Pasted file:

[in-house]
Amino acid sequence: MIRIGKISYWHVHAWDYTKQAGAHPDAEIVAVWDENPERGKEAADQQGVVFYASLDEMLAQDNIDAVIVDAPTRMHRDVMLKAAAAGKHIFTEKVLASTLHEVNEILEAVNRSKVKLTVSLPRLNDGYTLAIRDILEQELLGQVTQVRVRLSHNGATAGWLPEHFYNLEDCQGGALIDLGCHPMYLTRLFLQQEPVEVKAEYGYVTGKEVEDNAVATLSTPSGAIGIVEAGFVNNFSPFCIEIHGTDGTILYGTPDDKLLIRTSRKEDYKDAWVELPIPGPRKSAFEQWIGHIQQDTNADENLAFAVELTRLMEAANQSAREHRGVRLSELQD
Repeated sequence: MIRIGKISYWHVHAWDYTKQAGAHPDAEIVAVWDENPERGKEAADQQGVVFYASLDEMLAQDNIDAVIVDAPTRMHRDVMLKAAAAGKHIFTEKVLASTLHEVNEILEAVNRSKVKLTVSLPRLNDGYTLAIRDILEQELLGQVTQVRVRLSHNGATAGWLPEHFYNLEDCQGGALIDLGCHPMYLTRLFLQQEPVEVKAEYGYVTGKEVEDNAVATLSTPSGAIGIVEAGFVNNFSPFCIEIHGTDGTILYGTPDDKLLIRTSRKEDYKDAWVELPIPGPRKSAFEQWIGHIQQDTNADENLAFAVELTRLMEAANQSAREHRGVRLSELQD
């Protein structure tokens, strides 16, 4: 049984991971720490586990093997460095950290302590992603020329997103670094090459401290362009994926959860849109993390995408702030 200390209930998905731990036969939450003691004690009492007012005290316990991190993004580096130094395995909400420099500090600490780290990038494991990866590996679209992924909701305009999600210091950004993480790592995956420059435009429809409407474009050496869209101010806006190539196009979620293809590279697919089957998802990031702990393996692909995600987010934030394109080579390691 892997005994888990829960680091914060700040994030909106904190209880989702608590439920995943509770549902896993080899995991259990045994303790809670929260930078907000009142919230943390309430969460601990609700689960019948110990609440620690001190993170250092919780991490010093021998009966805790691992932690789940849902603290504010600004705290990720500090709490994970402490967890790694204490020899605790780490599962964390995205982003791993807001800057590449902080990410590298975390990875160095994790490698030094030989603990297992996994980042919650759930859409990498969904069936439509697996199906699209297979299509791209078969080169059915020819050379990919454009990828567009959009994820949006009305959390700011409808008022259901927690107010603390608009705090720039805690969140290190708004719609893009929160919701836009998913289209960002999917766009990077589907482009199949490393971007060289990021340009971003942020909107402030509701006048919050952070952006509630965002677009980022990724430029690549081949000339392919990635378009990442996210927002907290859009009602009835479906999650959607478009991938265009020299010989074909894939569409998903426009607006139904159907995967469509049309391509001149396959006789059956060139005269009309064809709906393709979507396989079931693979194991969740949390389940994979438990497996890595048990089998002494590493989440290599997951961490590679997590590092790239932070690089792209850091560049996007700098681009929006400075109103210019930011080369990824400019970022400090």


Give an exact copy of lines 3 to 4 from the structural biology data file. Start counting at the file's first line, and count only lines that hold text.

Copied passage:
Repeated sequence: MIRIGKISYWHVHAWDYTKQAGAHPDAEIVAVWDENPERGKEAADQQGVVFYASLDEMLAQDNIDAVIVDAPTRMHRDVMLKAAAAGKHIFTEKVLASTLHEVNEILEAVNRSKVKLTVSLPRLNDGYTLAIRDILEQELLGQVTQVRVRLSHNGATAGWLPEHFYNLEDCQGGALIDLGCHPMYLTRLFLQQEPVEVKAEYGYVTGKEVEDNAVATLSTPSGAIGIVEAGFVNNFSPFCIEIHGTDGTILYGTPDDKLLIRTSRKEDYKDAWVELPIPGPRKSAFEQWIGHIQQDTNADENLAFAVELTRLMEAANQSAREHRGVRLSELQD
């Protein structure tokens, strides 16, 4: 049984991971720490586990093997460095950290302590992603020329997103670094090459401290362009994926959860849109993390995408702030 200390209930998905731990036969939450003691004690009492007012005290316990991190993004580096130094395995909400420099500090600490780290990038494991990866590996679209992924909701305009999600210091950004993480790592995956420059435009429809409407474009050496869209101010806006190539196009979620293809590279697919089957998802990031702990393996692909995600987010934030394109080579390691 892997005994888990829960680091914060700040994030909106904190209880989702608590439920995943509770549902896993080899995991259990045994303790809670929260930078907000009142919230943390309430969460601990609700689960019948110990609440620690001190993170250092919780991490010093021998009966805790691992932690789940849902603290504010600004705290990720500090709490994970402490967890790694204490020899605790780490599962964390995205982003791993807001800057590449902080990410590298975390990875160095994790490698030094030989603990297992996994980042919650759930859409990498969904069936439509697996199906699209297979299509791209078969080169059915020819050379990919454009990828567009959009994820949006009305959390700011409808008022259901927690107010603390608009705090720039805690969140290190708004719609893009929160919701836009998913289209960002999917766009990077589907482009199949490393971007060289990021340009971003942020909107402030509701006048919050952070952006509630965002677009980022990724430029690549081949000339392919990635378009990442996210927002907290859009009602009835479906999650959607478009991938265009020299010989074909894939569409998903426009607006139904159907995967469509049309391509001149396959006789059956060139005269009309064809709906393709979507396989079931693979194991969740949390389940994979438990497996890595048990089998002494590493989440290599997951961490590679997590590092790239932070690089792209850091560049996007700098681009929006400075109103210019930011080369990824400019970022400090």